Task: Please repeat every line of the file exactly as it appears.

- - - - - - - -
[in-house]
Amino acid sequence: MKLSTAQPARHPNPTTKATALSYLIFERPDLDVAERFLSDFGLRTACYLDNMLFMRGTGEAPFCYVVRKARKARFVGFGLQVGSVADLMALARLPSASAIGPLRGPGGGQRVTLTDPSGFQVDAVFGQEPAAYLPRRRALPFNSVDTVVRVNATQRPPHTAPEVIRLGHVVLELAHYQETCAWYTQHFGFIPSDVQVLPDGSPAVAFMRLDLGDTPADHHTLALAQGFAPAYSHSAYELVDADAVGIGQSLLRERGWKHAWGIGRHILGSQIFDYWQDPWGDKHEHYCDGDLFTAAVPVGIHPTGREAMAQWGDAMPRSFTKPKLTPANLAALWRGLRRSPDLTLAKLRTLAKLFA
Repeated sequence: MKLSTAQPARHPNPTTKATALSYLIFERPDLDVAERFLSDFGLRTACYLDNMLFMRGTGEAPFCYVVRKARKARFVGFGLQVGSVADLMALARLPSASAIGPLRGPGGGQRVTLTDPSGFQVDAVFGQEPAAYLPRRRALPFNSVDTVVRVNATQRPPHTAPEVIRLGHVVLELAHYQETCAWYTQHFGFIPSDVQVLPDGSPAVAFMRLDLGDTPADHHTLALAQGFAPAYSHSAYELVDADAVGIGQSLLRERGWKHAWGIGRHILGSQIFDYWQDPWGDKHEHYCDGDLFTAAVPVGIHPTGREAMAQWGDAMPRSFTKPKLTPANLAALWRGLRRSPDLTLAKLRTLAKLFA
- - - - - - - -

[in-house]
Amino acid sequence: MKLSTAQPARHPNPTTKATALSYLIFERPDLDVAERFLSDFGLRTACYLDNMLFMRGTGEAPFCYVVRKARKARFVGFGLQVGSVADLMALARLPSASAIGPLRGPGGGQRVTLTDPSGFQVDAVFGQEPAAYLPRRRALPFNSVDTVVRVNATQRPPHTAPEVIRLGHVVLELAHYQETCAWYTQHFGFIPSDVQVLPDGSPAVAFMRLDLGDTPADHHTLALAQGFAPAYSHSAYELVDADAVGIGQSLLRERGWKHAWGIGRHILGSQIFDYWQDPWGDKHEHYCDGDLFTAAVPVGIHPTGREAMAQWGDAMPRSFTKPKLTPANLAALWRGLRRSPDLTLAKLRTLAKLFA
Repeated sequence: MKLSTAQPARHPNPTTKATALSYLIFERPDLDVAERFLSDFGLRTACYLDNMLFMRGTGEAPFCYVVRKARKARFVGFGLQVGSVADLMALARLPSASAIGPLRGPGGGQRVTLTDPSGFQVDAVFGQEPAAYLPRRRALPFNSVDTVVRVNATQRPPHTAPEVIRLGHVVLELAHYQETCAWYTQHFGFIPSDVQVLPDGSPAVAFMRLDLGDTPADHHTLALAQGFAPAYSHSAYELVDADAVGIGQSLLRERGWKHAWGIGRHILGSQIFDYWQDPWGDKHEHYCDGDLFTAAVPVGIHPTGREAMAQWGDAMPRSFTKPKLTPANLAALWRGLRRSPDLTLAKLRTLAKLFA